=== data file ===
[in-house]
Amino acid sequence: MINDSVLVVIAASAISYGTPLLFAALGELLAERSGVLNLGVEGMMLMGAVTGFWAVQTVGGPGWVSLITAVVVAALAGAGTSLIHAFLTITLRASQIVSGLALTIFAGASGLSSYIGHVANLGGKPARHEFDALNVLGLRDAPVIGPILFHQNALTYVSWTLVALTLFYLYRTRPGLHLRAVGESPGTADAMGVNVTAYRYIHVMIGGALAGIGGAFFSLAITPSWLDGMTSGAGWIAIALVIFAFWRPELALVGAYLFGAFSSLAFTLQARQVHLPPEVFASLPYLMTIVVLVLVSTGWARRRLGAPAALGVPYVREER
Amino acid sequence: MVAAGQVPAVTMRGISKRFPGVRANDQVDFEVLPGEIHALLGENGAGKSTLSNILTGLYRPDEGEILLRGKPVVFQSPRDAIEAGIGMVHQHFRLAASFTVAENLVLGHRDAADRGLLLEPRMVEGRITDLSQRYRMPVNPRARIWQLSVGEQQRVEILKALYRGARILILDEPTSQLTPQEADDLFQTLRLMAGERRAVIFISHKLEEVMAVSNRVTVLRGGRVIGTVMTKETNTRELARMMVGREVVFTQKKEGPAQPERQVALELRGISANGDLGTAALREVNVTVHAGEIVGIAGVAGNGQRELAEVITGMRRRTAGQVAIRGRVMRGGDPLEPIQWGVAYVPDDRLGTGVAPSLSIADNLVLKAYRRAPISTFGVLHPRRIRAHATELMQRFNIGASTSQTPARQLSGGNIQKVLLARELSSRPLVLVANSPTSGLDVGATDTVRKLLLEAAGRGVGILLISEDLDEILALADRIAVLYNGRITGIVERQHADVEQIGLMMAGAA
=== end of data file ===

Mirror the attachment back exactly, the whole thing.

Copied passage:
[in-house]
Amino acid sequence: MINDSVLVVIAASAISYGTPLLFAALGELLAERSGVLNLGVEGMMLMGAVTGFWAVQTVGGPGWVSLITAVVVAALAGAGTSLIHAFLTITLRASQIVSGLALTIFAGASGLSSYIGHVANLGGKPARHEFDALNVLGLRDAPVIGPILFHQNALTYVSWTLVALTLFYLYRTRPGLHLRAVGESPGTADAMGVNVTAYRYIHVMIGGALAGIGGAFFSLAITPSWLDGMTSGAGWIAIALVIFAFWRPELALVGAYLFGAFSSLAFTLQARQVHLPPEVFASLPYLMTIVVLVLVSTGWARRRLGAPAALGVPYVREER
Amino acid sequence: MVAAGQVPAVTMRGISKRFPGVRANDQVDFEVLPGEIHALLGENGAGKSTLSNILTGLYRPDEGEILLRGKPVVFQSPRDAIEAGIGMVHQHFRLAASFTVAENLVLGHRDAADRGLLLEPRMVEGRITDLSQRYRMPVNPRARIWQLSVGEQQRVEILKALYRGARILILDEPTSQLTPQEADDLFQTLRLMAGERRAVIFISHKLEEVMAVSNRVTVLRGGRVIGTVMTKETNTRELARMMVGREVVFTQKKEGPAQPERQVALELRGISANGDLGTAALREVNVTVHAGEIVGIAGVAGNGQRELAEVITGMRRRTAGQVAIRGRVMRGGDPLEPIQWGVAYVPDDRLGTGVAPSLSIADNLVLKAYRRAPISTFGVLHPRRIRAHATELMQRFNIGASTSQTPARQLSGGNIQKVLLARELSSRPLVLVANSPTSGLDVGATDTVRKLLLEAAGRGVGILLISEDLDEILALADRIAVLYNGRITGIVERQHADVEQIGLMMAGAA